Since Android has taken dominance in the Smartphone market, Apple has been hard pressed to present something remarkable and game changing to the public. After years of minor and incremental changes to iOS, Apple decided to add and remove some elements in order to make iOS more intuitive and user friendly. Whether you use an iPhone, iPad, iPod Touch or not, is seems everyone has an opinion of the latest version of iOS, iOS 7. Some really enjoy the new fluid GUI, while others state that it makes them nauseous and introduced unnecessary changes. Opinions aside, what I really want to know is if the new changes in iOS 7 do anything to make iDevices better from a usability stand point.
To find an objective and informed answer, I reached out to Rob Tannen, Director of Usability Research & Design with Intuitive Company. Rob, who you may have seen on Bloomberg TV, has nearly two decades of experience regarding usability and design. His research, opinions and proposals have been implemented in a wide array of interface work, ranging from mobile apps all the way to helping make aircraft cockpit displays more instinctual and usable.
Rob has been kind enough to take a moment away from his busy work schedule and answer a few questions for us regarding iOS and its usability. Scroll down to see what he has to say.
Apple’s new iOS7 is a refresher of the UI we’ve been used to for seven years, first of all, do you consider this an improvement? What makes it better or worse from a user experience standpoint?
iOS7 is an improvement over previous versions, albeit incremental. Aesthetic changes aside, it’s not very different from iOS6 which is a good thing as it maintains and builds on the learned experience of its enormous user base. In comparison, Windows disrupted its user base with the launch of a new desktop experience in Windows 8, largely to negative feedback. OS7 demonstrates Apple’s slow progression from an app-based UI to a task-based UI – emphasis on slow. For example, the Control Center consolidates shortcuts to highly accessed features from anywhere – a convenience that should have been implemented several OS generations ago. Many of the benefits are to mundane tasks (e.g. switching off Wi-Fi, updating Apps) that don’t stand out, but I expect users to appreciate these small improvements through repetitive use over time.
Android phones utilize widgets to improve usability and provide instant access to information – do you feel that preventing widgets is a hindrance or benefit to iOS?
As a fan of the Windows Phone 8 dynamic tiles my initial reaction is that it is a hindrance, but this needs to be viewed in the context of the overall interface framework. Implementing widgets is a slippery slope in losing consistency within an interface (e.g. layout, dimensionality, etc.). Historically, Apple has held great control over its product and interface designs, thereby achieving consistency/learnability.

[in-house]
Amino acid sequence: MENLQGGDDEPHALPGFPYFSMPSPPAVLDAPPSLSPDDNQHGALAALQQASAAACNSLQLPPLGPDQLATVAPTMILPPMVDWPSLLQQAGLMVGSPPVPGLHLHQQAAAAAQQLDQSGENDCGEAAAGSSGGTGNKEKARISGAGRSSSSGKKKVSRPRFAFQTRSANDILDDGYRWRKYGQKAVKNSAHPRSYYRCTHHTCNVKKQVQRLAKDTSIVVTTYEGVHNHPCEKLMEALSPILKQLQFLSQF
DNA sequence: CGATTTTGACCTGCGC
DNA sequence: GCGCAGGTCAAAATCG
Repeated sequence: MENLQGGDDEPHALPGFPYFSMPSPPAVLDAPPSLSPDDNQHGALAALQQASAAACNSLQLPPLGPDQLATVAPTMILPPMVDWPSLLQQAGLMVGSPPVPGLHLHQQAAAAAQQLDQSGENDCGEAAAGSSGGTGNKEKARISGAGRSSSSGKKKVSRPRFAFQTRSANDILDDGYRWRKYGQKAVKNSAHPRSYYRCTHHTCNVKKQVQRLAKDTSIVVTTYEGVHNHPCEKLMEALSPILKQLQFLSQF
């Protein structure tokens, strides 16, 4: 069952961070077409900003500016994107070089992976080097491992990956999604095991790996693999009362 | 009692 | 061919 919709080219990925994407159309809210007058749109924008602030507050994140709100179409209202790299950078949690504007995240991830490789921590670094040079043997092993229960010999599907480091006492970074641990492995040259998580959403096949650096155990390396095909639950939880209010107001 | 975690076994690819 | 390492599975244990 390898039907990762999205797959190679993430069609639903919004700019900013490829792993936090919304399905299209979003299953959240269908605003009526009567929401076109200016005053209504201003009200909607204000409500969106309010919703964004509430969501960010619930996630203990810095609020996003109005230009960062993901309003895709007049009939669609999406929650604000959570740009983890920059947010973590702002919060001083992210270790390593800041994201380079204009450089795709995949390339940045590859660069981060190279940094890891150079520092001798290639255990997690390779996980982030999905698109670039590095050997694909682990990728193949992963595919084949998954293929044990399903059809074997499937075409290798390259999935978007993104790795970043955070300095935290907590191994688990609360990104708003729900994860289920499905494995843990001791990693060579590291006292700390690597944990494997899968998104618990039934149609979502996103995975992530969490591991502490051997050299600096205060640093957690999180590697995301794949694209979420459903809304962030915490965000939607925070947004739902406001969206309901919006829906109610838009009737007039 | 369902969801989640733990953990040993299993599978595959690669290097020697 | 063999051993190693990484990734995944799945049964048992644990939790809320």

What are 3 ways you feel Apple could improve usability with iOS?
1. Siri: The underlying technology of Siri needs work. It is still too slow and unreliable.
2. Power on: If my phone is already off, don’t power on my phone when I plug it in. I turned it off and plugged it in so I can go to bed. It’s a pet peeve of mine.
3. iTunes app: Although not a part of iOS per se, iTunes remains an application with ongoing usability challenges. Apple is great at designing usable operating systems, but not necessarily the applications that live within them.
If you were in charge of the iOS interface, what is the first thing you’d change, and what aspects would you firmly keep in place?
Short of giving away my best ideas for free, I would continue to allow the mobile iOS to be optimized for its hardware devices (another failure of Windows 8) and to live independently on the desktop environment (e.g. Wi-Fi syncing). I would focus changes in two areas:
-Moving beyond apps as silos of functionality; for example it’s still a clunky process to move among multiple apps when attempting to complete a task or copying data from one app to another.
-Develop more user-centric intelligence features – these devices are with us virtually 24/7 but have limited capabilities to predict our actions and exceed our expectations.
The web went through a minimalist movement with web 2.0, what do you think is the cause of the resurgence of cluttered pages and how has that carried over to smartphones?
I don’t see the “resurgence of cluttered pages” – what I do see is pages with more information on them but they are spread out over longer, vertically or horizontally panning pages. Designers have moved beyond the fear of going “below the fold”; an old, over-applied usability adage. Additionally, responsive design approaches break layouts into content components which take up more space (and also support touch interactions) than traditional simple text layouts, contributing to longer/wider page designs.
Is there such a thing as having too much data displayed at once?
Of course, but that is highly dependent on the particular user and their task. One might say that any data that you don’t want is “too much data”. In my two decades of user interface design the balance between data presentation has oscillated between depth and breadth.
Out of iOS, Android, Windows Phone 8, which do you think has the best usability?
My best experience was a short-lived stint with Windows Phone 8. It’s configurable, dynamic tiles provides the best solution to the enduring user interfere design challenge – fitting un-lamented information within limited space. Tiles provide real-time information in a scrolling list that does not require navigating across views or toggling layers. Unfortunately, the tiles require a larger screen size compared to more traditional icon-based phone desktops, resulting in a larger, bulkier device. In the end, the physical ergonomics of the phone undermined the usability of the interface – Windows Phone 8, ironically, is best suited for a tablet.